From World Bank
16 June 2016- From June 13-15, the Global Youth Forum 2016 gathered more than 150 partners and representatives from the public and private sectors, civil society, and young people themselves, to exchange new and innovative ideas, and to support the actions of the global community. The forum was designed around open discussions, based on evidence and experience, of the most effective ways to address both opportunities and challenges facing young people and to engage young people in development.
With the world’s 1.8 billion young people, it is critical the global community interact more with you to address and achieve the Sustainable Development Goals, the World Bank Group’s twin goals, and peace and stability around the world.
This Forum addressed topics of fundamental importance to young people in the process of development, including the building blocks of education, health, and employment; the context-setting issues such as climate change, migration, and technology; and the areas where policymakers are most concerned with young people: voice, governance, peace, and violence.
— Young Brits (@YoungBrits) June 15, 2016
The Forum also encouraged and built upon the active participation of young change agents. Each plenary session included the voices and views of young people, and elicited new ideas from young social entrepreneurs, global influencers and activists. Ahmad Alhendawi, the Secretary-General’s Envoy on Youth, gave the keynote speech on the third day of the Global Youth Forum on the topic of youth in development as agents of change. The Envoy spoke about the need to change the narrative around youth and development to allow a space for creativity and innovative ideas.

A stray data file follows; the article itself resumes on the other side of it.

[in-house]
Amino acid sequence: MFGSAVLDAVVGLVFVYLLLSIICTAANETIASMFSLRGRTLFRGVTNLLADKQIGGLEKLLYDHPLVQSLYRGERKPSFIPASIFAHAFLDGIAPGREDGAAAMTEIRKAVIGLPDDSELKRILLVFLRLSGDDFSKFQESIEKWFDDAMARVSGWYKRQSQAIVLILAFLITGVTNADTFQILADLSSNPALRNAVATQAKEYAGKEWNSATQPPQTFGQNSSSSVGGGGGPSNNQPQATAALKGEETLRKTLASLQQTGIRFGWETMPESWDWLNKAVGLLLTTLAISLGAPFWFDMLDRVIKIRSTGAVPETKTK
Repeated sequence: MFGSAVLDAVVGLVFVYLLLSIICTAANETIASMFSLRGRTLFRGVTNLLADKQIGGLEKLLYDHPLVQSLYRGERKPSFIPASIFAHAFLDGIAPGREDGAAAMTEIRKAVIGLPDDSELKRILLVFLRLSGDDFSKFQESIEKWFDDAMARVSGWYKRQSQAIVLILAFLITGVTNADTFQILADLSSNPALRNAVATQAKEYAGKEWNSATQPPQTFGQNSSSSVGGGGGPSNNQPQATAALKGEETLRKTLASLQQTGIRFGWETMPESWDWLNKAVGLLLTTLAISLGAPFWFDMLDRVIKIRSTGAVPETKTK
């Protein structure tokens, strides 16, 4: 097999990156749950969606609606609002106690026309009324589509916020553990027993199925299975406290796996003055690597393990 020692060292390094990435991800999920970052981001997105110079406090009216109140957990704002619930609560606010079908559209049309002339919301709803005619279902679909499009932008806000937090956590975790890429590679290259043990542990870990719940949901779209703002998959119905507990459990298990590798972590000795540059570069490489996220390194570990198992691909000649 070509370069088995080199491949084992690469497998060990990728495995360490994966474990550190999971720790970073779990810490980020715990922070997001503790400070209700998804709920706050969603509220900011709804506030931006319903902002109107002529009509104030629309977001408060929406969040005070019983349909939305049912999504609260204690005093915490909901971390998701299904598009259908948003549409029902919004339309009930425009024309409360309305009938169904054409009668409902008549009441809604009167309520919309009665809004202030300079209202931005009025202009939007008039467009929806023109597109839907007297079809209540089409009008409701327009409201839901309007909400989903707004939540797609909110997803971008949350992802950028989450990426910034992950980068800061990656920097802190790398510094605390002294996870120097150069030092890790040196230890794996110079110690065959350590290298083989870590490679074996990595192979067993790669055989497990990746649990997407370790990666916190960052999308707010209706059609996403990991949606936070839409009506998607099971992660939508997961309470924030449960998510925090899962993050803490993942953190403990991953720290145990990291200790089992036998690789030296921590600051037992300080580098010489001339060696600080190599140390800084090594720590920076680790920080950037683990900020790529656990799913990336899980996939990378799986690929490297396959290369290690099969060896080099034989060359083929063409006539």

Ahmad Alhendawi also announced a new initiative, the Young Leaders for the Sustainable Development Goals, which looks to recognize an annual “class” of 17 young leaders who are making a change in the world. Nominations for the young leaders are now open until July 15 here.
The Global Youth Forum 2016 has aimed to move the youth agenda forward by building a sustainable Global Partnership for Youth in Development, comprising entrepreneurs, business leaders, policymakers, and civil society organizations who understand that young people are central to the development process. This Partnership will be the source for evidence, diagnostic and analytical tools for effective program design, and cutting-edge research required to understand how to overcome the enormously complex constraints and problems facing young people today.